Fighting the DDoS Menace! http://vig.prenhall.com/catalog/academic/product/0,1144,0131475738,00.html
Recent High Profile DDoS Attacks • Protx (Online payments processing firm) : October 31st • WeaKnees.com, RapidSatellite.com (e-commerce) October 6th • WorldPay (section of Royal Bank of Scotland) : October 4th • Authorize.net (US credit card processing firm) : September 23rd
Fighting the Good Fight • Aggregate-based congestion control (ACC) • identify a pattern of packets • apply a rate-limiter to the pattern(s) • Local ACC versus Global ACC • allow a router to request adjacent upstream routers to rate-limit traffic corresponding to a specific aggregate.
An Illustrated Example “Controlling High Bandwidth Aggregates in the Network” (Mahajan et al, 2001)
The Scalable Simulation Framework (http://www.ssfnet.org) • focus on scalability model scalability: # of nodes, traffic flows, bandwidth, system heterogeneity • contains a DDoS scenario • much faster learning curve than NS tools (no tcl/tk)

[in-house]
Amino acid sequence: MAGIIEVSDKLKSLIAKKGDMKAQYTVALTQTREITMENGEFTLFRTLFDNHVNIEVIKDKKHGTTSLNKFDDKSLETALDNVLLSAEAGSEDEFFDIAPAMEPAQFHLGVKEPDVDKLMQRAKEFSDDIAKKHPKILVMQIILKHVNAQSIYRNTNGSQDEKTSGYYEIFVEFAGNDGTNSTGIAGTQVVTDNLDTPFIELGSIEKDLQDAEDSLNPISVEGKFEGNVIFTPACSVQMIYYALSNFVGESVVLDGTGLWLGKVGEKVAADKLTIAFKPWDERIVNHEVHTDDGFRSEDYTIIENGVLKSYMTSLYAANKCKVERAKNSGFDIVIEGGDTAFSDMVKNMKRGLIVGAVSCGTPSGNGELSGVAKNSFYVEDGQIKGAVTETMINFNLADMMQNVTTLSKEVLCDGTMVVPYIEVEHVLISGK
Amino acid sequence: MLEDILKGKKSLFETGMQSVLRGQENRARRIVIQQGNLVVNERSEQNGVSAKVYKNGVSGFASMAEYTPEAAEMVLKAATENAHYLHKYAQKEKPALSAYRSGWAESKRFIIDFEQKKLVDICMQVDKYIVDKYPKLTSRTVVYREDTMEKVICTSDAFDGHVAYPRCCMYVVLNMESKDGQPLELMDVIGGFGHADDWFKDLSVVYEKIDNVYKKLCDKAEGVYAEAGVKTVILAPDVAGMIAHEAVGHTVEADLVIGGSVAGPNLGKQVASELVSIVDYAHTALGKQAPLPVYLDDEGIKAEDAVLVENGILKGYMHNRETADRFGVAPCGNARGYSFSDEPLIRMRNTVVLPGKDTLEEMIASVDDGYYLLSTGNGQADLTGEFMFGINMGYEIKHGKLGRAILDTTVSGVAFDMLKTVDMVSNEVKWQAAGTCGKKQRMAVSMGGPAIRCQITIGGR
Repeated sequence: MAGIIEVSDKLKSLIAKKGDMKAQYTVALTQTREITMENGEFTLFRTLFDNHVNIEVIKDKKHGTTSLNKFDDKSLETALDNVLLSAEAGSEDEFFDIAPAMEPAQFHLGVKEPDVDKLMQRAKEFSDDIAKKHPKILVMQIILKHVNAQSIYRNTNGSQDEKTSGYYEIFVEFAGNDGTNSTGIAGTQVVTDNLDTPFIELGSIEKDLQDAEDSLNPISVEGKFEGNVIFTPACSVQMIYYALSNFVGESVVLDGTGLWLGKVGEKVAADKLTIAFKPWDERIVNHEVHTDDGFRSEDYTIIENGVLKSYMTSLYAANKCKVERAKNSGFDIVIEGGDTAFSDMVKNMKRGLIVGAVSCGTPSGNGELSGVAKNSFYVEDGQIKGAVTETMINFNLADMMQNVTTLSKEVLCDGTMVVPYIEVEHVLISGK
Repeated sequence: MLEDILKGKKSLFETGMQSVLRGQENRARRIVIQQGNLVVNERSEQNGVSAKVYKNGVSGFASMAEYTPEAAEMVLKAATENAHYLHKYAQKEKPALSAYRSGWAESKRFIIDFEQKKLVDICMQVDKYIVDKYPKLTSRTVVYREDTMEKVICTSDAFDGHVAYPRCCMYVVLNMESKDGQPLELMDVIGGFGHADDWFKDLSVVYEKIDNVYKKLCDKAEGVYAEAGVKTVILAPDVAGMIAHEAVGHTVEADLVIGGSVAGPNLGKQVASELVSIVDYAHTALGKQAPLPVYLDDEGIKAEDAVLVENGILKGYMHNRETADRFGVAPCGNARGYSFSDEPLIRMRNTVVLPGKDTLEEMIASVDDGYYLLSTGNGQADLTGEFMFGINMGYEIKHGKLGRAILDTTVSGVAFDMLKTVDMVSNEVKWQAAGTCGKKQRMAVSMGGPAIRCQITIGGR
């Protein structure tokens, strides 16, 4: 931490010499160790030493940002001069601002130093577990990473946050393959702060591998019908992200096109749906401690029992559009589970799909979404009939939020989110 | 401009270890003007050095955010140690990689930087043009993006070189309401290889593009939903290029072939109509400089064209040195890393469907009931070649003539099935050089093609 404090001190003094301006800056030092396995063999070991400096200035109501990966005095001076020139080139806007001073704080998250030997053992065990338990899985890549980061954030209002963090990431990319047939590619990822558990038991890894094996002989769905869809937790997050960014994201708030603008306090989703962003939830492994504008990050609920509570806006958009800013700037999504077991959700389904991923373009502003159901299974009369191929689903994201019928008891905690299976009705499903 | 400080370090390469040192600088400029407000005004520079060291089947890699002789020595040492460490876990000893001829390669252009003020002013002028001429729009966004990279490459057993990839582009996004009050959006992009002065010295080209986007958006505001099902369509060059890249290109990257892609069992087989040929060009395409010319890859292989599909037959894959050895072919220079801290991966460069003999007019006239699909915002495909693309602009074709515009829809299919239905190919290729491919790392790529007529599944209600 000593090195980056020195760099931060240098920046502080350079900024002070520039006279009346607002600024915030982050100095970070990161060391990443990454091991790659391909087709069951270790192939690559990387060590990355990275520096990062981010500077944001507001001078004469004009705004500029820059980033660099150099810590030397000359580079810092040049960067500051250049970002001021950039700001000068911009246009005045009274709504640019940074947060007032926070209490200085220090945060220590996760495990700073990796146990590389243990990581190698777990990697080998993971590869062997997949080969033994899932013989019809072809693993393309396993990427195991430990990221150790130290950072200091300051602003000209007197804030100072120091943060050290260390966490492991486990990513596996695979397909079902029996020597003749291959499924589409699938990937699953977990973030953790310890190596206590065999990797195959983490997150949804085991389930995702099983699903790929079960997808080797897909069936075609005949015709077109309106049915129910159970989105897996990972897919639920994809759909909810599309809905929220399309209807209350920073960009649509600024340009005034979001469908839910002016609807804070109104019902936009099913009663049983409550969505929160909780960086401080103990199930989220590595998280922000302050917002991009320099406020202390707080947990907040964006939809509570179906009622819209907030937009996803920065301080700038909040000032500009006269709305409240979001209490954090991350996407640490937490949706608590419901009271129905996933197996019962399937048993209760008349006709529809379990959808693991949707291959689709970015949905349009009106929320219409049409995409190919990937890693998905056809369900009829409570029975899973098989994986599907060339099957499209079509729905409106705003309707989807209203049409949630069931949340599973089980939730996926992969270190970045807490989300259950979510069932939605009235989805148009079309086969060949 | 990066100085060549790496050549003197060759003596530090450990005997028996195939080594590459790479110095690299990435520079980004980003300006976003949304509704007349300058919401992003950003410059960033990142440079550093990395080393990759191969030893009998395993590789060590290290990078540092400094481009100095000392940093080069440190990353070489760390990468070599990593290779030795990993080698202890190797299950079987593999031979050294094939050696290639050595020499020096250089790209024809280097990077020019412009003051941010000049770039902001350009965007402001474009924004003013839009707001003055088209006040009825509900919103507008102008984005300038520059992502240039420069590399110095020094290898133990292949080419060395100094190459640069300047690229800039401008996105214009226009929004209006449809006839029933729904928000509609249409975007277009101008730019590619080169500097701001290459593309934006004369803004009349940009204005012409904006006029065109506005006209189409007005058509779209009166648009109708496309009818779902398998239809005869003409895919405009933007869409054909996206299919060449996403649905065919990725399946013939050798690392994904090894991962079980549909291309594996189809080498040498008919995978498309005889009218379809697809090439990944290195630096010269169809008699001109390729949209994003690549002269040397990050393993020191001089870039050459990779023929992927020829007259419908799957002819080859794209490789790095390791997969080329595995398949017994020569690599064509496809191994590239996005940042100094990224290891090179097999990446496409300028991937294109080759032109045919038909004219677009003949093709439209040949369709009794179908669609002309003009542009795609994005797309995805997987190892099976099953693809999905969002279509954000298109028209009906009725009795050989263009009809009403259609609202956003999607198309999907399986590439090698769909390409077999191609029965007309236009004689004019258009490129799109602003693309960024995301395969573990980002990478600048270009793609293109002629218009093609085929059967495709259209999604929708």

What's the catch? • Well, it turns out the DDoS scenario models a TCP SYN flooding denial of service attack. • This DDoS attacks the TCP/IP stack of the target servers. It is not bandwidth limited! So congestion control is not the appropriate response. • Quickly, we must model a bandwidth-limited DDoS attack....
But What Does It Do? • 164 iterations, no DDoS enabled: • mean 202.71 connections, std. dev. 13.79 • 68 iterations, DDoS enabled: • mean 194.29 connections, std. dev. 15.47 • 59 iterations, DDoS enabled & local ACC: • mean 196.98 connections, std. dev. 14.33
TODO LIST • Improve the effectiveness of the DDoS attack • Use identical random number seeds across all three trial. This will show strict ordering of, DDoS < DDoS + local ACC ≤ no DDoS